Not really — Iraq is far from becoming the “democracy” envisioned and promised by Bush, then Obama. Sectarian violence is ever present, and deeply seated by centuries of dispute. Yes, Saddam is gone, but at a cost too great. A common measure of success is ROI (return on investment). We spent tens of billions on rebuilding Iraq after smashing the hell out of it, while our own infrastructure is in decay.

    But if Iraq is not the success we hoped for based on an ROI, Afghanastan is even worse. This will be an even greater failure simply because of the corrupt government we are propping up (vistages of South Vietnam.

    In three words: what a waste!

  3. Submitted by Greg Kapphahn on 09/07/2010 - 09:39 am.

    To borrow a line from a favorite old movie, The Iraq war was… “A strange game. The only winning move [was] not to play.”

    What the Cheney/Bush regime accomplished in pursuing their personal vendetta against Saddam Hussein, prove how macho and tough they were (i.e. that they weren’t really cowardly wimps for talking tough and supporting the Vietnam war but opting out of actually fighting it) and pursuing their desire to have their cronies own the distribution rights to Iraqi oil has brought the citizens of the US ABSOLUTELY NOTHING USEFUL.

    In fact, what we have now, in place of an admittedly horrible dictator who, nevertheless, provided a stable government for his nation – a government which was predictable enough for the citizens of Iraq to stay out of its way and out of trouble if they chose to do so and a nation which was a strong enemy of and a strong deterrent to the plans of the Shiite Mullahs of Iran,…

    What we have now is a nation where virtually nothing of the infrastructure is dependably intact, where sectarian violence and routine thuggery are so unpredictable that the public can not stay out of the way, no matter how hard they might try, a nation which seems likely to become a satellite state and strong ally of Iran, and a nation in such political disarray that it’s likely the only thing that will settle things down will be the arrival of or arising of a new strong-armed dictator (who would, it seems, be welcomed by Iraq’s citizens if he could restore order).

    The parallel on a personal basis would be if we allowed ourselves to be convinced by a slick, attractive, fast-talking sales person to buy a very expensive and impressive looking new car only to discover that it broke down within the first 10,000 miles and that we have run ourselves into bankruptcy making outrageous car payments and paying for repairs (there was, of course, no warranty – something we failed to notice when we were buying this boondoggle), and that something in the car, itself, has caused serious chronic health issues for ourselves and our family members.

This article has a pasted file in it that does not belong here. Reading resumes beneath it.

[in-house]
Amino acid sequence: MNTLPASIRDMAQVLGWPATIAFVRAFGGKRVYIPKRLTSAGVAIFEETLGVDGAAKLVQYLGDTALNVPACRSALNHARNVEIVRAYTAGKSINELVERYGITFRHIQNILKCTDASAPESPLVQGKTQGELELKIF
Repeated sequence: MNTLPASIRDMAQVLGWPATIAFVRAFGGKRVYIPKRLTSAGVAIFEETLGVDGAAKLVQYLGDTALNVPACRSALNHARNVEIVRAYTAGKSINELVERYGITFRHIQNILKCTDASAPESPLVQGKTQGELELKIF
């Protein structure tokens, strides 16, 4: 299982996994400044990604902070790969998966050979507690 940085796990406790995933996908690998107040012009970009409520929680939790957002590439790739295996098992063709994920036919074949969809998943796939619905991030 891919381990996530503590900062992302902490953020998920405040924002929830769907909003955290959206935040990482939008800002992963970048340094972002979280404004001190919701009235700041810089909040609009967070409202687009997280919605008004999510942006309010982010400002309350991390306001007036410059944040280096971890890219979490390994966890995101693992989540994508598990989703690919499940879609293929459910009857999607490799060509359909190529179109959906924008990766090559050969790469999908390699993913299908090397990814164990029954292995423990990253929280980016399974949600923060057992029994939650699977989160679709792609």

When the chickens of this gigantic snow job come home to roost, every family in the US will be affected as if they had been the unwise buyers of that car, but the questino remains: will we remember who manufactured that shiny piece of junk in the first place and who sold it to us, hold them responsible and avoid being “snowed” by them in the future, or will we continue to love the car, try desperately to keep it running, drive it proudly and arrogantly, and ignore how much it continues to damage and even destroyed our lives and the lives of those we love?

  4. Submitted by myles spicer on 09/07/2010 - 10:11 am.

    A summary of my feelings about the future of Iraq is summed up in a fantastic Doonesbury cartoon of a few years past.

    An Iraqi soldier and and American soldier are riding in a jeep. The American says:
    “There are insurgents in a house nearby, and we have to go and capture them”

    The Iraqi says: “I know that house…they harmed my family…I will have to kill them all”

    American: “Really, how long ago did that happen?”

    Iraqi: 1291

  5. Submitted by Richard Schulze on 09/07/2010 - 09:14 pm.

    Can you explain to me how, or why, the myth of “all combat troops out of Iraq” is allowed to be perpetuated by the press, much less our senior military leadership?

    Does the public not understand that the secondary mission of our remaining forces is to be prepared to conduct combat operations either to defend themselves or to support Iraqi forces if requested? And when these train and assist “non-combat” units have to engage in, dare I say, combat operations, what will the Administration say then?

    The public wants to think that the soldiers have left Iraq and that the ones left behind won’t be fighting. To put it another way: most of us like our comforting lies.

  6. Submitted by Bernice Vetsch on 09/08/2010 - 12:26 am.

    Remember the neocons’ Axis of Evil – Iraq, Iran, Syria? Remember the WMD? The phony intelligence Dick Cheney gathered when he set up a secret intel operation out of his office? Few ask if we are now seeing a move toward an invasion of the second member of the Axis.

    There is much talk from Israel and Washington about Iran’s “intentions” to develop nuclear weapons (although at least the word alleged has been used lately by the press).

    Iran does need nuclear energy. It has failed to maintain its refining capacity and must export oil and import refined gasoline, which it sells at a loss to its population. Its current wells will run dry within a few years, but it has not drilled new ones.

    The US’s public scolding and threatening and sanctions do nothing but make Iran more stubbornly insist on its rights as a signatory of the nuclear nonproliferation treaty to develop nuclear power for peaceful means. Its stubbornness leads to yet more sanctions and threats.

    Iran has not invaded another country for three or four hundred years. It is hardly likely to commit suicide now by hitting Israel with an atomic bomb and being instantly showered with dozens of the same weapon in return.